What is Edge Computing? | Advantages of Edge Computing | Tech Guy
In this data-driven world, people are connected globally using millions of IoT devices. Huge amounts of data were being processed and handled by cloud computing until now. However, the explosive amount of data and interconnected devices have caused the cloud to reach its maximum potential. As a result, industries using cloud technology are facing latency and bandwidth problems.
These limitations can cost businesses a fortune, especially the ones that require fast data processing. For example, in financial services, traders need to make quick decisions in real-time and any lag in data computation can cause enormous loss of money.
Edge Computing aims to address these costs of bandwidth and latency for data traveling long distances. Rapidly growing 5G wireless technology is fueling the growth of edge computing systems. According to Gartner, by 2025, 75% of enterprise-generated data will be created and processed by edge computing.
According to Gartner, Edge Computing is “a part of a distributed computing topology in which information processing is located close to the edge – where things and people produce or consume that information”.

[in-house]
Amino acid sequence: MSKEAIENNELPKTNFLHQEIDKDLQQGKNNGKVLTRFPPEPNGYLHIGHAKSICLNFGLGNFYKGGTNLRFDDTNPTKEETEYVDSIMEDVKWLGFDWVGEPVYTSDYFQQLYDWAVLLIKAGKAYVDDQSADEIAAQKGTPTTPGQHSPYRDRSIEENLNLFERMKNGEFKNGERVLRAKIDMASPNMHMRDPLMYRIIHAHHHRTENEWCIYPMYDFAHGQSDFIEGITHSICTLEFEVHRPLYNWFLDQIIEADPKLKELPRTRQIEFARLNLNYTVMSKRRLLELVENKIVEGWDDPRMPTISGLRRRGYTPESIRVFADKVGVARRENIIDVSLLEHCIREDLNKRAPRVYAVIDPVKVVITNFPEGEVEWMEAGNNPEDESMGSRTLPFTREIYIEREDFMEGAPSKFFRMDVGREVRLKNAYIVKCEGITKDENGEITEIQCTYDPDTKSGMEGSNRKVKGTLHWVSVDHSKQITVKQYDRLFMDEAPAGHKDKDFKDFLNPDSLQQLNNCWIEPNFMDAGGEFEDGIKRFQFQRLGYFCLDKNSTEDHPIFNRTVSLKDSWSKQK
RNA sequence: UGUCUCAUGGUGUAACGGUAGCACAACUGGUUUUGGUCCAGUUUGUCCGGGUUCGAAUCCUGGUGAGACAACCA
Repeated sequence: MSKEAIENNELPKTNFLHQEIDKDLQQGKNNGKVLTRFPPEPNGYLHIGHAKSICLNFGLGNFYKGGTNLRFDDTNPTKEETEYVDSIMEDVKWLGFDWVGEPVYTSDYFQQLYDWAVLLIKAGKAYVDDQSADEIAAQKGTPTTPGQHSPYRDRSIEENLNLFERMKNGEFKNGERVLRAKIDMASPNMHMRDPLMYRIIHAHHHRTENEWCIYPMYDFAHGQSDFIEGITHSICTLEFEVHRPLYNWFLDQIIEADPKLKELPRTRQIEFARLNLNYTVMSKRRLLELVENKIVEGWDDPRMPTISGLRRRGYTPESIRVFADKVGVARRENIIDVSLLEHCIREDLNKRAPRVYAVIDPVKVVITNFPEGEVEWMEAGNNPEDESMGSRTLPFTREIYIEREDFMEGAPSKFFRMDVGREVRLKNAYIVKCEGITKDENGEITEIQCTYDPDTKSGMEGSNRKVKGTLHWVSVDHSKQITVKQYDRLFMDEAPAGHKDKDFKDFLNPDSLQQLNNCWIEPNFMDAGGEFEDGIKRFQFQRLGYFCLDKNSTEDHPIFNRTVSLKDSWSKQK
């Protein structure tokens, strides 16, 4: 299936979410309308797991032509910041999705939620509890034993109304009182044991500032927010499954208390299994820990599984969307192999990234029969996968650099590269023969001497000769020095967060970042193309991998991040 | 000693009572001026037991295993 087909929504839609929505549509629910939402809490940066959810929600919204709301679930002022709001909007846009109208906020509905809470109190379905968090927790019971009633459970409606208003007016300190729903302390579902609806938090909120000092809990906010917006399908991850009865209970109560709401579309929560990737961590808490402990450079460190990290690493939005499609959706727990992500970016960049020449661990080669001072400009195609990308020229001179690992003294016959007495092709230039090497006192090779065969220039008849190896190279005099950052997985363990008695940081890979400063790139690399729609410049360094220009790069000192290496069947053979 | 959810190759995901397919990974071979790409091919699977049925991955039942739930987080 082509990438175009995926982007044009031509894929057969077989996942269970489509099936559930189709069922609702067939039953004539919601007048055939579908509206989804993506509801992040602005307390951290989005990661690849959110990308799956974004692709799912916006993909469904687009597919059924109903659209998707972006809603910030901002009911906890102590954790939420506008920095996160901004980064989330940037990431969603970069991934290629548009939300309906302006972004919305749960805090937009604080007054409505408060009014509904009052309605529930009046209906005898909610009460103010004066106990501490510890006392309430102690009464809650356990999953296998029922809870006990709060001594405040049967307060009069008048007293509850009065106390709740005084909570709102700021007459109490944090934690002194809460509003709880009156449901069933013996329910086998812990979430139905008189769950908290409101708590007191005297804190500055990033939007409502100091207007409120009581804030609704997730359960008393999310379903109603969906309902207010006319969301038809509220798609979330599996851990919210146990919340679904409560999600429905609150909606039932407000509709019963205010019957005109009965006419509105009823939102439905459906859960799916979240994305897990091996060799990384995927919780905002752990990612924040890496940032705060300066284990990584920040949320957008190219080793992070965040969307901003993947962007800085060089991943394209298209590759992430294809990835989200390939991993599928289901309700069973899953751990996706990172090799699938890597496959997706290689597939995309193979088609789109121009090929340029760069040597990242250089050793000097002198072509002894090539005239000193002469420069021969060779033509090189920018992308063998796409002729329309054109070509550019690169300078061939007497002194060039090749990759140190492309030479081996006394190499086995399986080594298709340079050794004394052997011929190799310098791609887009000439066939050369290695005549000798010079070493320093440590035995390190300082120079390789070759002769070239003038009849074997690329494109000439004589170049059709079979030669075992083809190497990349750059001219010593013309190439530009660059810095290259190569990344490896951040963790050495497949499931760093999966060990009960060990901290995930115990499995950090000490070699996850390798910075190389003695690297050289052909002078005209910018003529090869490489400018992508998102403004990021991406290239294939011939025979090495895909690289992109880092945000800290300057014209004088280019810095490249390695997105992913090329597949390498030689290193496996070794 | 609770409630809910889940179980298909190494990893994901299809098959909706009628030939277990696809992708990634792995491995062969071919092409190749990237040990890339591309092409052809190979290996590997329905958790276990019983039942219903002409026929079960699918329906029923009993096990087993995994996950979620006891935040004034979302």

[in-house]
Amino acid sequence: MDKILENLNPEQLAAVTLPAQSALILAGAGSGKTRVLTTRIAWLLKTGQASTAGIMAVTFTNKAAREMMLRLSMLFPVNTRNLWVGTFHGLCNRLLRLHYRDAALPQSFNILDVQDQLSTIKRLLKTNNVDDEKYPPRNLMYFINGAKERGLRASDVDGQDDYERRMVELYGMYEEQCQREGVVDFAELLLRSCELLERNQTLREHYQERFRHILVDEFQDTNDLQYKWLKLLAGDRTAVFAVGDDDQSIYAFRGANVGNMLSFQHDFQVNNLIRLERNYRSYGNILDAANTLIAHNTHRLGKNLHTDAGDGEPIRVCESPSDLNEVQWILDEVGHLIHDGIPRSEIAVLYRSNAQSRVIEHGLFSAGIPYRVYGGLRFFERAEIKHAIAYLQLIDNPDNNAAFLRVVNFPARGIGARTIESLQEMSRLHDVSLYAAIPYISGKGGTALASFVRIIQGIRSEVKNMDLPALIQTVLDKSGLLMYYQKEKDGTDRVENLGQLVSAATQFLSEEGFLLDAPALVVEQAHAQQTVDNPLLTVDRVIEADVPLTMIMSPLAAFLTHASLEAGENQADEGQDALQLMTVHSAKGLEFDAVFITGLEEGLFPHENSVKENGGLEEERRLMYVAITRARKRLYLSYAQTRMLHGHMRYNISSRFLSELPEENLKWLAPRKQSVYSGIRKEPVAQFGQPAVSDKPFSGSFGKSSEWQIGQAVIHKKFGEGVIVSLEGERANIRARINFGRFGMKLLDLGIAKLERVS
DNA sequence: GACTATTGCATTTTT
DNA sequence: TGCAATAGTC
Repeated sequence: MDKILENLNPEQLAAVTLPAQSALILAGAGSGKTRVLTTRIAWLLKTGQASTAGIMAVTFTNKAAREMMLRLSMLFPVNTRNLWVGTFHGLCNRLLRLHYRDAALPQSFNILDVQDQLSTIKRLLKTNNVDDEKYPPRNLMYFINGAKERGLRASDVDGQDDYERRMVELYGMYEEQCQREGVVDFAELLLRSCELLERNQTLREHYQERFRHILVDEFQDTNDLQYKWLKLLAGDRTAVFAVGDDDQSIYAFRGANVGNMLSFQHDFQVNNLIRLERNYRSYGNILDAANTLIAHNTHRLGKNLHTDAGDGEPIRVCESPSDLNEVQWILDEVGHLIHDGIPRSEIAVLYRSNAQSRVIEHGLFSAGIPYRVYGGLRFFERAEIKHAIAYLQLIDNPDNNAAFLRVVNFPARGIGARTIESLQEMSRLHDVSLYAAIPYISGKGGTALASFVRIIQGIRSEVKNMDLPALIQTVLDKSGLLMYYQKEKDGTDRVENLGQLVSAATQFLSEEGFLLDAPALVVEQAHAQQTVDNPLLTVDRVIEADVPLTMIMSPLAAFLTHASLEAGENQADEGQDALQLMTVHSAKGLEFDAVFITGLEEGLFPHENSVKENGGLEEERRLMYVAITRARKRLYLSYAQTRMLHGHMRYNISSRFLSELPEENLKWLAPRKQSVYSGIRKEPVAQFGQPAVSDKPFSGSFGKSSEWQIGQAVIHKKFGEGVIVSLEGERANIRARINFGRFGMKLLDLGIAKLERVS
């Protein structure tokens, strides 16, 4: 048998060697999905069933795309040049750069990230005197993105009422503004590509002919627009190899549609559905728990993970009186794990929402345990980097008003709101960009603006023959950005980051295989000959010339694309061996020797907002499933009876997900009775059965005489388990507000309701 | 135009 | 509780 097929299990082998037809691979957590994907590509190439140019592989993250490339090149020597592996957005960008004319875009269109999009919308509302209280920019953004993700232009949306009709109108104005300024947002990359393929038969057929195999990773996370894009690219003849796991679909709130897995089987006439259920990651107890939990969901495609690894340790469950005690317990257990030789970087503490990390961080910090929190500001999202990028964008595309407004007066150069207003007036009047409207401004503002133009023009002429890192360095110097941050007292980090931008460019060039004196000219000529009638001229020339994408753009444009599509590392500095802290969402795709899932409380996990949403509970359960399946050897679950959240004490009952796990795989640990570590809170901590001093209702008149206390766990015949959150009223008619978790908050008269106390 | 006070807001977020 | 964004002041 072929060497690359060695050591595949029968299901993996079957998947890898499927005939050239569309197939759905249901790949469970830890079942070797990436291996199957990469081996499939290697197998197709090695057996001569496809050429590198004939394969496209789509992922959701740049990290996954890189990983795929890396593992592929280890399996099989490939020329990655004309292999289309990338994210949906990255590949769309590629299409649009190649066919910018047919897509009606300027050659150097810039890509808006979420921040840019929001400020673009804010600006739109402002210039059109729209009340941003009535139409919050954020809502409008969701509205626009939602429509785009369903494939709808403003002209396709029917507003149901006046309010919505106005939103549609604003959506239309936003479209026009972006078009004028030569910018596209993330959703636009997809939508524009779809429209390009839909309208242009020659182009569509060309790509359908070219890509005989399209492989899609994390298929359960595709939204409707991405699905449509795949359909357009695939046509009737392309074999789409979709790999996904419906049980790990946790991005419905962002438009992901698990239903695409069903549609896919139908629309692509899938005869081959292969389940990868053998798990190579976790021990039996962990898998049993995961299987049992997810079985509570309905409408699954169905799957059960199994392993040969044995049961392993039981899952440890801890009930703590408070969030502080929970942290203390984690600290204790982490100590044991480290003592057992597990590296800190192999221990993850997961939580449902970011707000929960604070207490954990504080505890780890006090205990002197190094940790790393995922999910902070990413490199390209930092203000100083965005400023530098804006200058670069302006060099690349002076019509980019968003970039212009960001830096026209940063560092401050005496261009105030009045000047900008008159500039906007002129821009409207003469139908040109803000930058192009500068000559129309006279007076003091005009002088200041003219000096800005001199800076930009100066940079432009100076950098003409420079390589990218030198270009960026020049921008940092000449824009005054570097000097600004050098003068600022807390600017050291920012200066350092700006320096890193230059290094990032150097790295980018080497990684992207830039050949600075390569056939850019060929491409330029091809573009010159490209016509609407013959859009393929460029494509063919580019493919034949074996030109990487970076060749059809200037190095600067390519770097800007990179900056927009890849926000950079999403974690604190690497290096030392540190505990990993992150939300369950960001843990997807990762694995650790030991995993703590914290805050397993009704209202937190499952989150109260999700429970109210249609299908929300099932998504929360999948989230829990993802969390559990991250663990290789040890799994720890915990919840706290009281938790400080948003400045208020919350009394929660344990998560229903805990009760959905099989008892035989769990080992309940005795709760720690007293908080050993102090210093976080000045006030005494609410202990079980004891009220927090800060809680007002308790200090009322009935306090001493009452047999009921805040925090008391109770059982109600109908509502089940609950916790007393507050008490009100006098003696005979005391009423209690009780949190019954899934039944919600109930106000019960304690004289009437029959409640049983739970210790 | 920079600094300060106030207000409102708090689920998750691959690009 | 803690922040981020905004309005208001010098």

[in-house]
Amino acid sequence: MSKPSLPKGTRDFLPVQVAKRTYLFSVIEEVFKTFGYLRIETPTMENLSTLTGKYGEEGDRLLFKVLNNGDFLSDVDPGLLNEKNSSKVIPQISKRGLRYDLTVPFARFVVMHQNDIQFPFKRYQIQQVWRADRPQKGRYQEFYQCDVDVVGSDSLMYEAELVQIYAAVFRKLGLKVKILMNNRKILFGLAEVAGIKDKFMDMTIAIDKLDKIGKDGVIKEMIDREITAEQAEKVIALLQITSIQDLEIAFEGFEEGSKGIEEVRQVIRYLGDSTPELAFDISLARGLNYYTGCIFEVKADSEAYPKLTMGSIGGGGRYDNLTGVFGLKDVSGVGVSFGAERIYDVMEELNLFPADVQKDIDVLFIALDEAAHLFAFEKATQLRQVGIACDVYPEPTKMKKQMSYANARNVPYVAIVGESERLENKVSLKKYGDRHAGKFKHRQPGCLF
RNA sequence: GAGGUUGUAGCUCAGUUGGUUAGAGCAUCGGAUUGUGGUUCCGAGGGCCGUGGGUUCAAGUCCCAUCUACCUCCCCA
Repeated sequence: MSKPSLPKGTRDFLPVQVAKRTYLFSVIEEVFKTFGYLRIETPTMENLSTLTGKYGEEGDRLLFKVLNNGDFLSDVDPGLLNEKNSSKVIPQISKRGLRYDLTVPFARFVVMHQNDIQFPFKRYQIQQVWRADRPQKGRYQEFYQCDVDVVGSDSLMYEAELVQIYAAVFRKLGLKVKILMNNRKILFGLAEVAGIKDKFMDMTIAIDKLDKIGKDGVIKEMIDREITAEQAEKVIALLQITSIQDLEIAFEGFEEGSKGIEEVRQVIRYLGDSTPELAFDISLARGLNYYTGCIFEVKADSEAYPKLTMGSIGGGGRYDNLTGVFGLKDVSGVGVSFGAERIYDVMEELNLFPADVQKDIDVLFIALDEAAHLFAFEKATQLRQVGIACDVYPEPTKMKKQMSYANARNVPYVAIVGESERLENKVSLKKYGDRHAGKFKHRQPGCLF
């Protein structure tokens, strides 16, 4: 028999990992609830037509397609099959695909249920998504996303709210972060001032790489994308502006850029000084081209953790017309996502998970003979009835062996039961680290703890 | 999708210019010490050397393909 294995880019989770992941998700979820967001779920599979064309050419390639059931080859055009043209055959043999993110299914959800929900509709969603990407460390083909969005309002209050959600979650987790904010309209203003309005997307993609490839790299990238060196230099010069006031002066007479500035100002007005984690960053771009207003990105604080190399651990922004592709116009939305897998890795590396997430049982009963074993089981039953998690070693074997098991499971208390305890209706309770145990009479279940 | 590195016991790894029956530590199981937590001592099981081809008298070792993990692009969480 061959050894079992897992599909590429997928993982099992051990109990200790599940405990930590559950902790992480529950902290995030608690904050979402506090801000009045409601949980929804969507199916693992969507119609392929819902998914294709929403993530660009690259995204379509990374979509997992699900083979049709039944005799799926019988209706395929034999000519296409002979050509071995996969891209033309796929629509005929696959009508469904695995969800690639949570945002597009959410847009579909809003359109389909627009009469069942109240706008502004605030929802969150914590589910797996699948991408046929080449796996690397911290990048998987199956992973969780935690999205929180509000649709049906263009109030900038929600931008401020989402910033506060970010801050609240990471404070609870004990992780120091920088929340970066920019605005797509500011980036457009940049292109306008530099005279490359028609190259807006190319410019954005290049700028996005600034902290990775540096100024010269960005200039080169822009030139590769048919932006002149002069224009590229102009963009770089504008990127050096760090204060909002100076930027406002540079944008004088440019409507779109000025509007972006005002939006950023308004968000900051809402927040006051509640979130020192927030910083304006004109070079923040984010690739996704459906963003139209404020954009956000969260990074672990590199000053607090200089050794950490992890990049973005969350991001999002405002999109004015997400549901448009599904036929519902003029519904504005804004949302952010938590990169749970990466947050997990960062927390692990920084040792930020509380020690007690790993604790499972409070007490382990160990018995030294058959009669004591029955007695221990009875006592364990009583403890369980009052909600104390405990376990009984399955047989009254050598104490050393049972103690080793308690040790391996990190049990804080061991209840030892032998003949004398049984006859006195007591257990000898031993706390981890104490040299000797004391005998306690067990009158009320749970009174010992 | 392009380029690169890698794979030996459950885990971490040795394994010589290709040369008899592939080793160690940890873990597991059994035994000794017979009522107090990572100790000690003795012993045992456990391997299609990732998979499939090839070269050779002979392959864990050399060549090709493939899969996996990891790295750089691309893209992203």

In simple words, Edge Computing allows data to be processed where it is created, that is, at the “edge”. The word “edge” literally refers to geographical distribution. The computing is done near the data source. This can be within the device or close to the device. It does not require centralization like cloud processing.
The biggest advantage of Edge Computing is that it prevents latency issues that can affect an application’s performance. This also allows companies to save money by having the data processed locally instead of a cloud-based centralized location.
The biggest tech giants including Amazon, Google, and Microsoft are exploring Edge Computing. This indicates the rise of the next big computing race.
This nascent technology already has quite a few benefits to offer:
Faster data processing and analysis in real-time: Since data is processed within or close to the device instead of traveling to an external data center, lag time is reduced.
Low costs: Companies have to spend less on local data management solutions as compared to cloud networks.
Less network traffic: The ever-increasing number of IoT devices are generating data at overwhelming rates, leading to a bottleneck of data in the cloud. Edge computing remedies this problem.
Increased application performance: The lower latency rates achieved with the help of edge computing can result in applications operating efficiently.
Despite the benefits offered and cloud problems solved by Edge Computing, it raises concerns for privacy and security. Data on the edge can create security problems, especially when being processed by different devices. In this respect, cloud-based computing is much more secure to the centralized location of data.
The growing number of IoT devices is alarming IT professionals about potential security risks. This necessitates data encryption and the utilization of correct access-control methods and VPN tunneling.
In addition, the varying demands of power, network connectivity, and electricity of different devices impact the reliability of edge devices.